LEG 108

The Eastern Tropical Atlantic

The eastern Atlantic Ocean contains a critical boundary zone of surface-water oceanography that includes the Intertropical Convergence Zone and the thermal equator. In the deep water, the Sierra Leone Rise forms an almost continuous, tectonically inactive barrier between the basins of the south and north Atlantic. Long-term changes in, and along, those major equatorial boundaries are linked closely to the history of Neogene global climate change. Leg 108Ős objective was to study whether these changes are controlled by polar components of the climate system, to what degree the low-latitude ocean-atmosphere components evolved independently, and the relative importance of the two polar regions in influencing climate change near the equator.

During Leg 108, new correlation techniques to obtain fine-scale, high-resolution analyses were applied at twelve sites (Site 657 to Site 668). P-wave velocity and magnetic susceptibility signals, which contain orbital-scale rhythms carrying much of the key paleoclimatic responses, were measured at intervals of < 3 cm. Based upon the amount of diatoms and organic carbon in the sediment, it appears that between 2.5 and 3.0 Ma, coastal upwelling and south equatorial divergence substantially intensified until about 500 ka. The presence of diatoms in the sediments indicates that during the last 3 m.y., stronger eastern-boundary currents in both hemispheres moved cold surface water toward the equator. Higher proportions of clay, silt, and freshwater diatoms from lake basins also suggest a higher quantity of wind-borne detritus, a result of more frequent and severe arid conditions in Africa. Dust fluxes from Africa to the Atlantic, low during the final 3 m.y. of the Miocene, increased markedly in the Plio-Pleistocene. Because prominent changes in long-term dust fluxes preceded Northern Hemisphere glaciation by 1.5 m.y., Northern Hemisphere ice sheets were not the major factor in the evolution of the African climate. Several major long-term changes in climate over Africa and the equatorial Atlantic in synchroneity with changes in the Southern Ocean and South Atlantic suggests long term linkage in the responses of these two regions.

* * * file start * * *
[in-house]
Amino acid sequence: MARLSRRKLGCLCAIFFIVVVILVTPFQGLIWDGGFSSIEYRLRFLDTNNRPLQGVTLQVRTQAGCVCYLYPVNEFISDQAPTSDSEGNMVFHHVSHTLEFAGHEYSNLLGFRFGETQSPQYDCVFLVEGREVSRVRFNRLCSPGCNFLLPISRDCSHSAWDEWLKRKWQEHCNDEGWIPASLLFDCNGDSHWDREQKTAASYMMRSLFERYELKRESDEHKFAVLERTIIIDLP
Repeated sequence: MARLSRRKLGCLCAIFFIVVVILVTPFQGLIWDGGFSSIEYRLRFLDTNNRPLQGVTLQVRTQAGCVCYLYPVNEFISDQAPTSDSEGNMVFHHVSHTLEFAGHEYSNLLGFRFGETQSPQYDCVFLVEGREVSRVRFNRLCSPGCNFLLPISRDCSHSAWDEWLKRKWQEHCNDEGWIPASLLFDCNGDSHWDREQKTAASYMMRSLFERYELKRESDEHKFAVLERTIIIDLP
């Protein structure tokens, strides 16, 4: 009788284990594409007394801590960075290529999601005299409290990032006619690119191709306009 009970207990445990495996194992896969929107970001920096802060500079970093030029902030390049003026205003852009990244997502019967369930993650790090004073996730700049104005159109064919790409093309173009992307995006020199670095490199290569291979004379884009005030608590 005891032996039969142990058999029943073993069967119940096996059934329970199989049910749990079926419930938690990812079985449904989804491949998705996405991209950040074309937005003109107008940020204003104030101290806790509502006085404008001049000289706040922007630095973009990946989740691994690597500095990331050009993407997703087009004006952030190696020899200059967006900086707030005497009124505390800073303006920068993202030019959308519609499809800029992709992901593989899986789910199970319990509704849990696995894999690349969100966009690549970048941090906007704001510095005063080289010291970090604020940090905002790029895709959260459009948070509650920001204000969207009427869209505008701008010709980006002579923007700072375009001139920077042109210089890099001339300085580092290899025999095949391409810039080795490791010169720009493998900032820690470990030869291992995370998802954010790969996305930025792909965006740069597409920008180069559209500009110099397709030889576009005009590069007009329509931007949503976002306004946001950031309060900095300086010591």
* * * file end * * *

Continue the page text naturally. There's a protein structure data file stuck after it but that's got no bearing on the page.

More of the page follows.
Earlier than 2.5 to 3 Ma, sediment cycles rich in calcium carbonate occurred. A concomitant lack of biogenic opal, freshwater diatoms, and land-derived silt and clay suggests that oceanic productivity of both equatorial divergence and coastal upwelling was much lower at that time. Sedimentation rates strongly increased at about 4.5 Ma at sites in water depths of less than 4000 m and at about 4 Ma at deeper sites. The changes in the calcium compensation at different depths reflect a gradual but major displacement of deep-water masses.